What Can Be Learned from Cross-National Comparisons of Data on Illegal Drugs?

Published in: Crime and Justice, v. 44, no. 1, Aug. 2015, p. 227-296

Posted on RAND.org on September 08, 2016

by Beau Kilmer, Peter H. Reuter, Luca Giommoni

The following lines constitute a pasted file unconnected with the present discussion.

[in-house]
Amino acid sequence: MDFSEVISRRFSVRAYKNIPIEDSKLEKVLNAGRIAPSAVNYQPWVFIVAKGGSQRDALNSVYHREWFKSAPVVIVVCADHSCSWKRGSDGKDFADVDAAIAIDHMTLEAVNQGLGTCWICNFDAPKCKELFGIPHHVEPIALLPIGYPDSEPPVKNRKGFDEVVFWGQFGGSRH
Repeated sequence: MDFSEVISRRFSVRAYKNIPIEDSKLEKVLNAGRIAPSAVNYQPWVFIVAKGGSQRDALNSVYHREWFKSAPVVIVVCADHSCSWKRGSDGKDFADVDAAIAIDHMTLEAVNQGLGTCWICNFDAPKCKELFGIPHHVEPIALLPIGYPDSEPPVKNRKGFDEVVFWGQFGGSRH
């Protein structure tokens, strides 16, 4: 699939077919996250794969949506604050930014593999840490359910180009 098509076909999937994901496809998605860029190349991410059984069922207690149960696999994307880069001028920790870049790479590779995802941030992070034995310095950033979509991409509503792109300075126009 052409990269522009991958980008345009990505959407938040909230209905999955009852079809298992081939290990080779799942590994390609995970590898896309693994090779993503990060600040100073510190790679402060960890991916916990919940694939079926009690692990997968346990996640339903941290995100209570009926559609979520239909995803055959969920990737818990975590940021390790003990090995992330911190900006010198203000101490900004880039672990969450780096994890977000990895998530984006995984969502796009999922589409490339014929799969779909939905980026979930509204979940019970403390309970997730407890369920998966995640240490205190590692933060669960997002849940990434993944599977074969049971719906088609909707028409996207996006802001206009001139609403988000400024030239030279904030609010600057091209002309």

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There has been relatively little effort at cross-national analysis of data concerning drug policy, though there is growing variation in how nations deal with illegal drugs. Systematic accounts of barriers to, and opportunities for, making comparisons are scarce. Comparisons of drug use prevalence, the focus of most cross-national studies, are undermined by fundamental and unacknowledged methodological differences. Prevalence is a poor measure of drug problems, but more appropriate indicators, such as drug-related crime and morality, are generated by institutional and legal systems that differ across countries, making them even more difficult to compare. The same is true of intensity of enforcement; besides problems of creating comparable arrest, conviction, and incarceration data, there is difficulty in generating an appropriate denominator of offenses. Collaboration among national data collection programs can help somewhat, but substantial progress will depend on harmonization of basic measurement systems, such as arrests and incarceration and on more subtle measures such as the prevalence of problem drug use.

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